Coacervation can be of two general types. The first is called simple or salt coacervation where liquid phase separation occurs by the addition of a simple electrolyte to a colloidal solution. The second is termed complex coacervation where phase separation occurs by the addition of a second colloidal species to a first colloidal solution, the particles of the two dispersed colloids being oppositely charged. Generally, materials capable of exhibiting an electric charge in solution (i.e., materials which possess an ionizable group) are coacervatable. Such materials include natural and synthetic macromolecular species such as gelatin, acacia, tragacanth, styrenemaleic anhydride copolymers, methyl vinyl ether-maleic anhydride copolymers, polymethacrylic acid, and the like.

With both simple and complex coacervate systems, a necessary precondition for coacervation is the reduction of the charge density of the colloidal species. In the case of simple coacervation, this reduction of the charge density along with partial desolvation of the colloidal species is similar to that preceding the flocculation or precipitation of a colloid with the addition of a simple electrolyte since it is known that the addition of more electrolyte to a simple coacervate leads to a shrinking of the colloid-rich layer and the subsequent precipitation of the colloidal species. This same reduction of charge density along with partial desolvation of the colloidal species which precedes the precipitation of two oppositely charged colloids from solution may also be regarded to be the cause for the phase separation in a complex coacervate system. However, while the reduction of the charge density is a necessary precondition for coacervation, it is oftentimes not sufiicient for coacervation. In other words, the reduction of the charge density on the colloidal particles must alter or modify the solute-solute interactions to such an extent that the colloidal particles Will tend to aggregate and form a distinct, continuous liquid phase rather than a flocculant or a solid phase. This tendency is attributable to both coulombic and long-range Van der Waals interactions of large aggregates in solution. Thus, in both simple and complex coacervation, two-solution phase formation begins with the colloidal species aggregating to form submicroscopic clusters; these clusters coalesce to form microscopic droplets. Further coalescense produces macroscopic droplets which tend to separate into a continuous phase. This phase appears as a top or bottom layer depending upon the relative density of the two layers.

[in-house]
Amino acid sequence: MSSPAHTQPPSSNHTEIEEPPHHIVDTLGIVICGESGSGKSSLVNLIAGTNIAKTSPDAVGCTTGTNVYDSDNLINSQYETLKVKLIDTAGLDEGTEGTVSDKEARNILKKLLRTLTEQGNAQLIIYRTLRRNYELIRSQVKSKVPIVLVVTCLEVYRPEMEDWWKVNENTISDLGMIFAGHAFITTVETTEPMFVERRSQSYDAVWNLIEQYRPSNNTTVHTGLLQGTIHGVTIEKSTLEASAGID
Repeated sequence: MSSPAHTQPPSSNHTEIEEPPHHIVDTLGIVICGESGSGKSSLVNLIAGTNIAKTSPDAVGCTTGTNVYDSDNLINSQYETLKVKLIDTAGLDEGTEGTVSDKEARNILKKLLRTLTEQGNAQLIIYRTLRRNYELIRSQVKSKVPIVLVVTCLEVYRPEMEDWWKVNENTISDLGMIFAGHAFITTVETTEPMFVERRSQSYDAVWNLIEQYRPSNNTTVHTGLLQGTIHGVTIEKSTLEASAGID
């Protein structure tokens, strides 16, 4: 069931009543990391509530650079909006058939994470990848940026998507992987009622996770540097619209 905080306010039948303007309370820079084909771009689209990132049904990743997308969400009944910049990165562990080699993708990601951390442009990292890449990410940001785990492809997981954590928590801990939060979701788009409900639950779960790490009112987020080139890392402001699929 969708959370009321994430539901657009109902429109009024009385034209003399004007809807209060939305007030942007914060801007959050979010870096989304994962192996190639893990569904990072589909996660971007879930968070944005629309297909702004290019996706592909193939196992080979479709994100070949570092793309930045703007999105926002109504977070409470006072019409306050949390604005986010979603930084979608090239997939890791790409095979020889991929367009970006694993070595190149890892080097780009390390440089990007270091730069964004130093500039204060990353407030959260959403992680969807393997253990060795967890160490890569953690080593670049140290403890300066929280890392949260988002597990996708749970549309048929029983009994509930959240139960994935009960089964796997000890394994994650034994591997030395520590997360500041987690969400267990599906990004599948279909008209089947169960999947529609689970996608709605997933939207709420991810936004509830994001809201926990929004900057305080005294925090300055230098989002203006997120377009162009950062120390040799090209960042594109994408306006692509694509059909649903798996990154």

If, prior to the initiation of coacervation, a water-immiscible material, such as an oil, is dispersed as minute droplets in an aqueous solution or sol of an encapsulating colloidal material, and then, a simple electrolyte, such as sodium sulfate, or another, oppositely charged colloidal species is added to induce coacervation, the encapsulating colloidal material forms around each oil droplet, thus investing each of said droplets in a liquid coating of the coacervated colloid. The liquid coatings which surround the oil droplets must thereafter be hardened to produce solid-walled micro capsules.

One of the primary disadvantages of the coacervation encapsulation techniques is the fact that critical control over the concentrations of the colloidal material and the coacervation initiator must be maintained. That is, coacervation will occur only within a limited range of pH, colloid concentration and/or electrolyte concentration. For example, in simple coacervation, if a deficiency of the electrolyte is added, two-phase formation will not occur whereas, if an excess is added, the colloid will precipitate as a lumpy mass. With complex coacervation systems using a colloid having an iso-electric point, pH is especially important since the pH must be adjusted and maintained at a point where both colloids have opposite charges. In addition, when a gelable colloid, such as gelatin, is used as the encapsulating material, coacervation must take place at a temperature above the gel point of the colloid.

Another disadvantage in the prior art microcapsules, especially those comprising hydrophilic colloids as the encapsulating material, is the fact that such capsules are sensitive to conditions of high relative humidity and temperature. In many cases, this may be desirable, such as in utilities Where delayed release of the nucleus material is sought. However, in the art of pressure-responsive, transfer-copy systems, such action would result in a degradation of the capsule walls and a subsequent premature release of the marking fluid.

One common disadvantage experienced with microcapsules containing colorless, leuco dye intermediates and produced according to the prior art methods, is the tendency of the dye intermediates to degrade or decompose on prolonged exposure to heat and light. In encapsulated form, these dye intermediates also show an inability to remain in colorless form for extended period of time, especially after they have been coated onto a paper or like web. This inability is considered to be due to atmospheric contamination of the capsule contents by virtue of micropores in the capsule walls.

It is, therefore, the object of this invention to provide a process for the microencapsulation of oils which is devoid of the coacervation phenomenon and all of the disadvantages inherent therewith.

It is another object of this invention to provide oilcontaining microcapsules comprising walls of at least one hydrophobic thermoplastic resin.